Call our Sales Team on 0208 912 2120

container transport

2nd October 1970, Page 23
2nd October 1970
Page 23
Page 23, 2nd October 1970 — container transport
Noticed an error?
If you've noticed an error in this article please click here to report it so we can fix it.

Which of the following most accurately describes the problem?

and freight handling by David Lowe, MInstTA

Wm Cory expands

• Wm Cory and Son Ltd, which already has extensive interests in the Merseyside area has expanded its freight service activities in Liverpool.

Subsidiary companies Weber Smith and Hoare (Overseas) Ltd and Continental Express Ltd, both well-known international freight forwarding agents, are to join Frank H. Dearle and Co Ltd at its offices at 33 George Street, Liverpool 3.

In addition to general freight forwarding, Weber Smith and Hoare and Continental Express will, for example, be able to offer export packing, storage and distribution facilities of its associate, Robertson Buckley and Co Ltd, of Liverpool and Manchester.

Of interest to local exporters will be the group's one-way container leasing arrangements from Liverpool, and the Continental Express overseas postal service for parcels too large to be accepted by the British Post Office.

Biggest-yet Lancer

• A sideloader of 100,000lb load capacity has been delivered to Valmet OY, the State-owned Finnish industrial complex, by Lancer Boss Ltd.

The truck—a Lancer 3500 Series GP—is to be used at Valmet's Jyvaskyla factory in central Finland where all the plant for complete paper mills is produced.

Loads to be handled include polished granite rollers which, when crated for dispatch, measure 38ft 4in. long and weigh more than 39 tons.

The sideloader-31ft 3in. overall length, 12ft 6in. wide, and with an outside turning radius of only 28ft—has a 12ft mast and its 100,000lb lifting capacity is based on a 39in. load centre.

Powered by a Cummins turbocharged six-cylinder diesel engine developing 380 bhp at 2300 rpm, it has automatic torque converter transmission, fully hydrostatic power steering, air-powered operated brakes and dual-direction driving positions to aid fast, safe, fatigue-free operations in gangways as narrow as 15ft.

Top travel speed, when laden, is 25 mph.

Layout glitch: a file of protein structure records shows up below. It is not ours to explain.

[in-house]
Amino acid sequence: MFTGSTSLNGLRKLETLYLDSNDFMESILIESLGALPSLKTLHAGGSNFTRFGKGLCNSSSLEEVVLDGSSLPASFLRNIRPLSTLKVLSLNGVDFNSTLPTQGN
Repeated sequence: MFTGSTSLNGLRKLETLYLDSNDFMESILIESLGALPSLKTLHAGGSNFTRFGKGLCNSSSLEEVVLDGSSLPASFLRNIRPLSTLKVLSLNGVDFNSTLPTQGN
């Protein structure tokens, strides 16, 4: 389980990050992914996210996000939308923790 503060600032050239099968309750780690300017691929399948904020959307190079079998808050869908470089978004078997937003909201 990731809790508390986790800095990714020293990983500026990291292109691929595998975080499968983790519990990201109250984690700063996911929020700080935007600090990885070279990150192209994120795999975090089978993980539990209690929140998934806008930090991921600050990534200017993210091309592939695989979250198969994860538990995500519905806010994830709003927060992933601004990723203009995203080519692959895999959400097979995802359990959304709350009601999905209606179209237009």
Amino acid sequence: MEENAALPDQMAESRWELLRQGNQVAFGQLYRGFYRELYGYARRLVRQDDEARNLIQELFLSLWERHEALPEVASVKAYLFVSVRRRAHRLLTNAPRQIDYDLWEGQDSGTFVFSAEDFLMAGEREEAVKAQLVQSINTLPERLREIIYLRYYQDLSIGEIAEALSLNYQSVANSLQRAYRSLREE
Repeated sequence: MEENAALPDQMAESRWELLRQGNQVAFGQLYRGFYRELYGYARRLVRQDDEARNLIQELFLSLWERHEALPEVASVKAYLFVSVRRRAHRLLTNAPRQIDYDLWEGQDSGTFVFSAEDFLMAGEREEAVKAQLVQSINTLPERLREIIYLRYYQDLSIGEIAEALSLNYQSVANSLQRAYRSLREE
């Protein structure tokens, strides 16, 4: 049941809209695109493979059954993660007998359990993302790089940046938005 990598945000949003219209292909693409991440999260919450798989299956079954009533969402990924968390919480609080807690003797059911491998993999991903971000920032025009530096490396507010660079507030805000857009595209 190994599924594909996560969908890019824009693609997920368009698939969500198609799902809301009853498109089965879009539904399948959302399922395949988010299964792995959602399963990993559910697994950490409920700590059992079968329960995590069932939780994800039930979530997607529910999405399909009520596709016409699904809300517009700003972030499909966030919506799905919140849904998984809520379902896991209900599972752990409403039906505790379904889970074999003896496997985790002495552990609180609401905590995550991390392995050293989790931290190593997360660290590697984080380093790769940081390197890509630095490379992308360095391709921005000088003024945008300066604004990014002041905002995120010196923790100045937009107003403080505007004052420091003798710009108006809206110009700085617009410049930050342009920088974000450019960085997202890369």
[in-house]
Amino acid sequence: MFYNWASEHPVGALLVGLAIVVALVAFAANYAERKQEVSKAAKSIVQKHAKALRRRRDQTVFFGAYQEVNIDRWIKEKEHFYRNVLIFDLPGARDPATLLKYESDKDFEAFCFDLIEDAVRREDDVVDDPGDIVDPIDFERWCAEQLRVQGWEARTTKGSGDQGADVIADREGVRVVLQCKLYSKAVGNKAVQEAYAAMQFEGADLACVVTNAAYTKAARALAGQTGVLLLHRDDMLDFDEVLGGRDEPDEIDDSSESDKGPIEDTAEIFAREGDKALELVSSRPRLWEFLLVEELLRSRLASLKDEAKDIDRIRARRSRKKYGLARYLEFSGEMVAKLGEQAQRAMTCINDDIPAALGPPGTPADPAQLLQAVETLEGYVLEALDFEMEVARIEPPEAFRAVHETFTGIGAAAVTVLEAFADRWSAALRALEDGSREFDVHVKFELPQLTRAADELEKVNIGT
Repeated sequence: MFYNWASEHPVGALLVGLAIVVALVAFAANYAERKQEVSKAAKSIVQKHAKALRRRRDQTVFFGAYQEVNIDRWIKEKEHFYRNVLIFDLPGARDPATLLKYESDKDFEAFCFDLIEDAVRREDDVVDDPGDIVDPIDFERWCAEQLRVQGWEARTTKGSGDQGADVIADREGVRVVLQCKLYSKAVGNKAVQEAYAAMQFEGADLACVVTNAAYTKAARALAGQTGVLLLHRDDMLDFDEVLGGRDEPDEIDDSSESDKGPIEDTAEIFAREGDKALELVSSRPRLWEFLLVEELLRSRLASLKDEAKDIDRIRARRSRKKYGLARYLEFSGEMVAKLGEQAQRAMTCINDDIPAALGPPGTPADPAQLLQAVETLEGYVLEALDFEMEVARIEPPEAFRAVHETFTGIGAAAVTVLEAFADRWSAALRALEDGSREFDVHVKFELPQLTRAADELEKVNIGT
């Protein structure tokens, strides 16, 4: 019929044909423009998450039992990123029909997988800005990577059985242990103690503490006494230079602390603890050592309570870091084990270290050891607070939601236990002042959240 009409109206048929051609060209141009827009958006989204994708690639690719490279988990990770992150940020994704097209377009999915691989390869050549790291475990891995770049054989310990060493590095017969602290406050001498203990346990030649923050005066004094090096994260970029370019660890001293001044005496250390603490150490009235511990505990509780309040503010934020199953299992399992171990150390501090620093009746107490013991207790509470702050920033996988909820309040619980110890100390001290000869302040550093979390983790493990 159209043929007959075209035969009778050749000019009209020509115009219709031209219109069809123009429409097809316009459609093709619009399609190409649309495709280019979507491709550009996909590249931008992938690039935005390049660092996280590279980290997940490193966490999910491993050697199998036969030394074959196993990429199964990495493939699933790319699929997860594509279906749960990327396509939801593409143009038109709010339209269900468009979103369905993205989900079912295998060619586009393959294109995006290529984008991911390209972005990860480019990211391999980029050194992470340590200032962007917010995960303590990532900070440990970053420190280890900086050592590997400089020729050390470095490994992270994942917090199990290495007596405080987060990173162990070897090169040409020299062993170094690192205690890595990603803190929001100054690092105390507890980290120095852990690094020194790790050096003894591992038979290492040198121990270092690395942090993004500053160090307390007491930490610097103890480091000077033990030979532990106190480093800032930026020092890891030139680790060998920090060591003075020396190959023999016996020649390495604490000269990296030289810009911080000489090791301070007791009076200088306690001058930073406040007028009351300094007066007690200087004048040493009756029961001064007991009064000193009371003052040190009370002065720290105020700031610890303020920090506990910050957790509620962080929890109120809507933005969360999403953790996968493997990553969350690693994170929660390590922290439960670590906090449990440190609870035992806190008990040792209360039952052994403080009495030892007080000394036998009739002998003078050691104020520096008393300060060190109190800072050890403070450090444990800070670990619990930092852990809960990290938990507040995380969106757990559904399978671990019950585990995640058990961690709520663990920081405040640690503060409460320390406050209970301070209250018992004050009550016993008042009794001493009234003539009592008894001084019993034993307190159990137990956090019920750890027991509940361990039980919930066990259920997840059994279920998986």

Scottish container developments

• Clyde Port Authority has been given MoT approval for a new £1.3m extension of 330ft of container frontage at Greenock to bring this to 1180ft with seven acres of container parking as back-up land. The scheme is designed to cope with the expansion of container traffic already apparent and pending new contracts now being discussed.

In addition, the port will add another container transporter crane and three straddle carriers. Completion will take 18 to 24 months.

Another Scottish container development is pending at Cairnryan Pier, derelict site on the South-West coast, where Atlantic Steam Navigation Co Ltd is involved. It will clean up this area and dredge to allow container traffic to be handled to Ireland.

New crane for PLA

• To cope with the vastly increased volume of traffic through its rail container terminal at Tilbury, the Port of London Authority has ordered a further Goliath container handling crane from Herbert Morris Ltd.

The crane will span two rail tracks, a two-bay storage and stacking area and a two-lane roadway. It has a bridge span of 77ft and a capacity of 30 tons.

It will be used to transfer Freightliner and ISO containers between road and rail wagons and to service the storage areas.

£200,000 Boss order

• The Danish shipping line DFDS has placed an order with Lancer Boss Ltd for 40 Boss M Series Mark III 7000lb fork-lift trucks and four Boss B Series Mark III 23,000lb trucks.

This, with an earlier order, represents a total investment of more than £200,000 in these trucks by DFDS.

The trucks are being employed on intensive cargo handling duties at the ports of Copenhagen and Esbjerg. Most are diesel powered, but with a number of LP gas models catering for warehouse operation.

comments powered by Disqus